I’m not sure if the author realizes the power of her writing, but I urge you to take this in and think about the role reversal and the thought process that was necessary to write something this well done.

Her eyes met mine as she walked down the corridor peering apprehensively into the kennels. I felt her need instantly and knew I had to help her.

I wagged my tail, not too exuberantly, so she wouldnâ??t be afraid. As she stopped at my kennel I blocked her view from a little accident I had in the back of my cage. I didnâ??t want her to know that I hadnâ??t been walked today. Sometimes the overworked shelter keepers get too busy and I didnâ??t want her to think poorly of them.

As she read my kennel card I hoped that she wouldnâ??t feel sad about my past. I only have the future to look forward to and want to make a difference in someoneâ??s life.

She got down on her knees and made little kissy sounds at me. I shoved my shoulder and side of my head up against the bars to comfort her. Gentle fingertips caressed my neck; she was desperate for companionship. A tear fell down her cheek and I raised my paw to assure her that all would be well.

Soon my kennel door opened and her smile was so bright that I instantly jumped into her arms.

I would promise to keep her safe.
I would promise to always be by her side.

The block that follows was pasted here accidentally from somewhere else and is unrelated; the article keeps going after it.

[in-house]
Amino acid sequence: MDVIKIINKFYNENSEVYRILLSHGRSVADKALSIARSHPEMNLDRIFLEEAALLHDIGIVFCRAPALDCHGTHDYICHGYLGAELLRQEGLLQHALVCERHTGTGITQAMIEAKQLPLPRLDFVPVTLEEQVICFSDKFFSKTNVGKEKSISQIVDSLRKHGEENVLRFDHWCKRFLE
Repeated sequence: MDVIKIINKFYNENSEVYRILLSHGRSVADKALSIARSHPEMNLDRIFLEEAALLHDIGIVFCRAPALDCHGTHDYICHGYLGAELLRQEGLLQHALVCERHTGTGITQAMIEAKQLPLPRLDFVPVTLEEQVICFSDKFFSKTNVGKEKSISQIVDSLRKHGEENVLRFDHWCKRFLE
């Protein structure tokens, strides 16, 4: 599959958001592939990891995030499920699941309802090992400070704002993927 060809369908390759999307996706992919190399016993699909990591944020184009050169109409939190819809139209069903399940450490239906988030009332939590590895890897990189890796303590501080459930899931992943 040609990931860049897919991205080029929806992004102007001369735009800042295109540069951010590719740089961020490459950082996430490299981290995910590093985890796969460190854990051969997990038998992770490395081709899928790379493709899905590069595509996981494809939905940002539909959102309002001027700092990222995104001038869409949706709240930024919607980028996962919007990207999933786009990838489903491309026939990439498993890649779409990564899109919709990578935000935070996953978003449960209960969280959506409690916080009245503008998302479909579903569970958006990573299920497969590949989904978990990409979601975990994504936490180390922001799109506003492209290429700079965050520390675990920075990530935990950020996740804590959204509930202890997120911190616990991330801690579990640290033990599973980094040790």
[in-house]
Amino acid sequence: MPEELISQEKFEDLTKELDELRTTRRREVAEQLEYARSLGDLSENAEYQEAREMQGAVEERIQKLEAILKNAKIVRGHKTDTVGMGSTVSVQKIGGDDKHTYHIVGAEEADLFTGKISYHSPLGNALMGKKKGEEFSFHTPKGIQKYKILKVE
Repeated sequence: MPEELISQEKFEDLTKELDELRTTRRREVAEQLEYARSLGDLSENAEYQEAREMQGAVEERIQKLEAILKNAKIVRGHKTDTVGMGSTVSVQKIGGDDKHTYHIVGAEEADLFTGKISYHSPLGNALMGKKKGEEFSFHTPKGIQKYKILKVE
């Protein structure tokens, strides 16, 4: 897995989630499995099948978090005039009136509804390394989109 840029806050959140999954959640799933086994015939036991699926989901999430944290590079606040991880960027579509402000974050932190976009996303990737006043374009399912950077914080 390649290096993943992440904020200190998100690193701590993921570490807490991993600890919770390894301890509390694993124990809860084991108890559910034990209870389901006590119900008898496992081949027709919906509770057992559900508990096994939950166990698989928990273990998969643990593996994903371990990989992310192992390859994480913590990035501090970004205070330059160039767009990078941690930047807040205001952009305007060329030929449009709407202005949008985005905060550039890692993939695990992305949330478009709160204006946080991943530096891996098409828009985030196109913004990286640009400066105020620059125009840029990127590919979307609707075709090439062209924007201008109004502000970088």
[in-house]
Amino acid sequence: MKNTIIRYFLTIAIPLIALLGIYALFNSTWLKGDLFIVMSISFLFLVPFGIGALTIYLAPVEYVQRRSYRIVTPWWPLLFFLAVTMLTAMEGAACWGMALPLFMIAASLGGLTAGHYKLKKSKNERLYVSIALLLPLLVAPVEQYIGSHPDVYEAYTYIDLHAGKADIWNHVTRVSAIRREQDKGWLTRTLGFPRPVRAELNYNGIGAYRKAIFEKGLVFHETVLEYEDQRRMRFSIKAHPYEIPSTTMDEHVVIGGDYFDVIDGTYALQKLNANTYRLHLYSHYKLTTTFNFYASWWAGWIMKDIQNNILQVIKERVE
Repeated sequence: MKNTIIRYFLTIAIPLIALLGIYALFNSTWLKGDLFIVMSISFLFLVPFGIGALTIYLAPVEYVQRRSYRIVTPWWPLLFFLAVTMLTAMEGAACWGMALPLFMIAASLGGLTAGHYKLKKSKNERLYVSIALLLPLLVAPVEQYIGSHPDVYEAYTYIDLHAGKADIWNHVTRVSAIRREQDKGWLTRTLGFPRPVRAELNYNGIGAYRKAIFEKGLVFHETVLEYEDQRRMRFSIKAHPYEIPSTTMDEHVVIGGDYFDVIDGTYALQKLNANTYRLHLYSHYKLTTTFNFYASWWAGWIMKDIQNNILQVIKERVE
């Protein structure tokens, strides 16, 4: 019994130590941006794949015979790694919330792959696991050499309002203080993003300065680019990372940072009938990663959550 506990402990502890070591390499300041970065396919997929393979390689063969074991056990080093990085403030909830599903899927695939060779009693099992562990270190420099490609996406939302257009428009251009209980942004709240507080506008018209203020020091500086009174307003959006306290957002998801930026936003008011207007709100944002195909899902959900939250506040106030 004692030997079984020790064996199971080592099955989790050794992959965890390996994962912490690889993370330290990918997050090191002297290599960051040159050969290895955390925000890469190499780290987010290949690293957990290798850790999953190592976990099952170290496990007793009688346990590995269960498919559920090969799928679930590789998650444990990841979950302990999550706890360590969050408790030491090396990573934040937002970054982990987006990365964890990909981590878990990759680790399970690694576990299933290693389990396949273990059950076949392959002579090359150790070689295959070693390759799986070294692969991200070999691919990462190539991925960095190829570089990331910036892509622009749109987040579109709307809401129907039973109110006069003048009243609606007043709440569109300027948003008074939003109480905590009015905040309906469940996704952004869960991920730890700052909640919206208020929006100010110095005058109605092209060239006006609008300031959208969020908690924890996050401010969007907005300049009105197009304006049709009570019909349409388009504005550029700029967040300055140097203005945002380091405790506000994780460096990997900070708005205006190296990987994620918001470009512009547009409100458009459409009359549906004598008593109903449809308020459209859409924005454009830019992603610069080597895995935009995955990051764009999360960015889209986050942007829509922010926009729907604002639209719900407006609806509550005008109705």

I would promise to do everything I could to see that radiant smile and sparkle in her eyes.

I was so fortunate that she came down my corridor. So many more are out there who havenâ??t walked the corridors. So many more to be saved. At least I could save one.

I rescued a human today.

Can you create the same level of empathy with your clients and prospects?

I have another example of this for tomorrow;s post: Thanksgiving in the U.S. Enjoy the turkey, but watch out for those crooked pies.

[audio:http://www.rescuemarketing.com/IRescuedAHumanToday.mp3]

“I rescued a human today” Used with permission.
http://rescuemedog.org/dog-blog/i-rescued-a-human-today-by-janine-allen/

Written by Janine Allen CPDT, Rescue Me Dog’s professional dog trainer. Janine’s passion is working with people and their dogs. She provides demonstrations for those who have adopted shelter dogs, lends email support to adopted dog owners that need information beyond our Training Support Pages, and aids shelter staff and volunteers in understanding dog behavior to increase their adoptability.
Copyright 2008 Rescue Me Dog; www.rescuemedog.org

Does your store or restaurant give people the urge to splurge?

Today’s guest post comes from what you might think is an unlikely source – Psychology Today.

On the other hand, as many times as we’ve talked about Cialdini and your own mindset, maybe it isn’t a surprise.

The Urge to Splurge – things to think about for retailers, restaurants, service businesses and others with public-facing business locations.

Why do prices end in .99?

Today’s guest post from the UK offers more insight on why prices with .99 work in the US and UK and why .88 works in Asia.

There are long-standing rules of thumb that advise how to set prices, but the wise business owner knows to test everything, including pricing.

The only results that count are the ones you see from your clientele.